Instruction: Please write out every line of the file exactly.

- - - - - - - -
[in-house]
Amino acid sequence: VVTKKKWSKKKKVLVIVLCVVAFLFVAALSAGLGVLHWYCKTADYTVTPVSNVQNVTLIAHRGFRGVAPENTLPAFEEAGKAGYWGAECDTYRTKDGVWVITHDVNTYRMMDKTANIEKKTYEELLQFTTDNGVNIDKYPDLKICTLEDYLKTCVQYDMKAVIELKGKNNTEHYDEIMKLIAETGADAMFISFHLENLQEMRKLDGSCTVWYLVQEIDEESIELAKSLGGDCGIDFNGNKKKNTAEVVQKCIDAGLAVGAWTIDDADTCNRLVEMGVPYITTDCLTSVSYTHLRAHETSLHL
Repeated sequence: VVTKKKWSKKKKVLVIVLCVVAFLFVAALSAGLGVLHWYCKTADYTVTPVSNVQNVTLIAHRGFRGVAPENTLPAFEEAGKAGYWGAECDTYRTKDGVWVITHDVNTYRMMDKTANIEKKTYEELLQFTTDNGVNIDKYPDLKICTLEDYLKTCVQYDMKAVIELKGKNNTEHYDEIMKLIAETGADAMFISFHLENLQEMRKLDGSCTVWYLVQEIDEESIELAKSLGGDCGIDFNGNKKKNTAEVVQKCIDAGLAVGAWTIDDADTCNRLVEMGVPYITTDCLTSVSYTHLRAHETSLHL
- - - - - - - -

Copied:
[in-house]
Amino acid sequence: VVTKKKWSKKKKVLVIVLCVVAFLFVAALSAGLGVLHWYCKTADYTVTPVSNVQNVTLIAHRGFRGVAPENTLPAFEEAGKAGYWGAECDTYRTKDGVWVITHDVNTYRMMDKTANIEKKTYEELLQFTTDNGVNIDKYPDLKICTLEDYLKTCVQYDMKAVIELKGKNNTEHYDEIMKLIAETGADAMFISFHLENLQEMRKLDGSCTVWYLVQEIDEESIELAKSLGGDCGIDFNGNKKKNTAEVVQKCIDAGLAVGAWTIDDADTCNRLVEMGVPYITTDCLTSVSYTHLRAHETSLHL
Repeated sequence: VVTKKKWSKKKKVLVIVLCVVAFLFVAALSAGLGVLHWYCKTADYTVTPVSNVQNVTLIAHRGFRGVAPENTLPAFEEAGKAGYWGAECDTYRTKDGVWVITHDVNTYRMMDKTANIEKKTYEELLQFTTDNGVNIDKYPDLKICTLEDYLKTCVQYDMKAVIELKGKNNTEHYDEIMKLIAETGADAMFISFHLENLQEMRKLDGSCTVWYLVQEIDEESIELAKSLGGDCGIDFNGNKKKNTAEVVQKCIDAGLAVGAWTIDDADTCNRLVEMGVPYITTDCLTSVSYTHLRAHETSLHL